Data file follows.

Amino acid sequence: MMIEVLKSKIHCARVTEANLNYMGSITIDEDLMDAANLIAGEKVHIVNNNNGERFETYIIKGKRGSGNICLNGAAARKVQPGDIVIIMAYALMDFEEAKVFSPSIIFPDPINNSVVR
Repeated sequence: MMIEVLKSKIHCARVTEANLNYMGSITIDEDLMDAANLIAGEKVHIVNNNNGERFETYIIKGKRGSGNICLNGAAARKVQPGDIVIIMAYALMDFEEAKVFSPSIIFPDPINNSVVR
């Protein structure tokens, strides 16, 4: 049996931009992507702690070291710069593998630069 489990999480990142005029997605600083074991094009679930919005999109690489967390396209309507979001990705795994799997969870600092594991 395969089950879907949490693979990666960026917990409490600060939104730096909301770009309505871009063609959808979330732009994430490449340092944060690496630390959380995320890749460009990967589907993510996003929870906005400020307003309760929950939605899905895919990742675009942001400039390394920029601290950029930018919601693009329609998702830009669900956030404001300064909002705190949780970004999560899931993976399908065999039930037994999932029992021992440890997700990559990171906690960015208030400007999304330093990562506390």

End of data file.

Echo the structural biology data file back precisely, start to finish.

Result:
Amino acid sequence: MMIEVLKSKIHCARVTEANLNYMGSITIDEDLMDAANLIAGEKVHIVNNNNGERFETYIIKGKRGSGNICLNGAAARKVQPGDIVIIMAYALMDFEEAKVFSPSIIFPDPINNSVVR
Repeated sequence: MMIEVLKSKIHCARVTEANLNYMGSITIDEDLMDAANLIAGEKVHIVNNNNGERFETYIIKGKRGSGNICLNGAAARKVQPGDIVIIMAYALMDFEEAKVFSPSIIFPDPINNSVVR
């Protein structure tokens, strides 16, 4: 049996931009992507702690070291710069593998630069 489990999480990142005029997605600083074991094009679930919005999109690489967390396209309507979001990705795994799997969870600092594991 395969089950879907949490693979990666960026917990409490600060939104730096909301770009309505871009063609959808979330732009994430490449340092944060690496630390959380995320890749460009990967589907993510996003929870906005400020307003309760929950939605899905895919990742675009942001400039390394920029601290950029930018919601693009329609998702830009669900956030404001300064909002705190949780970004999560899931993976399908065999039930037994999932029992021992440890997700990559990171906690960015208030400007999304330093990562506390």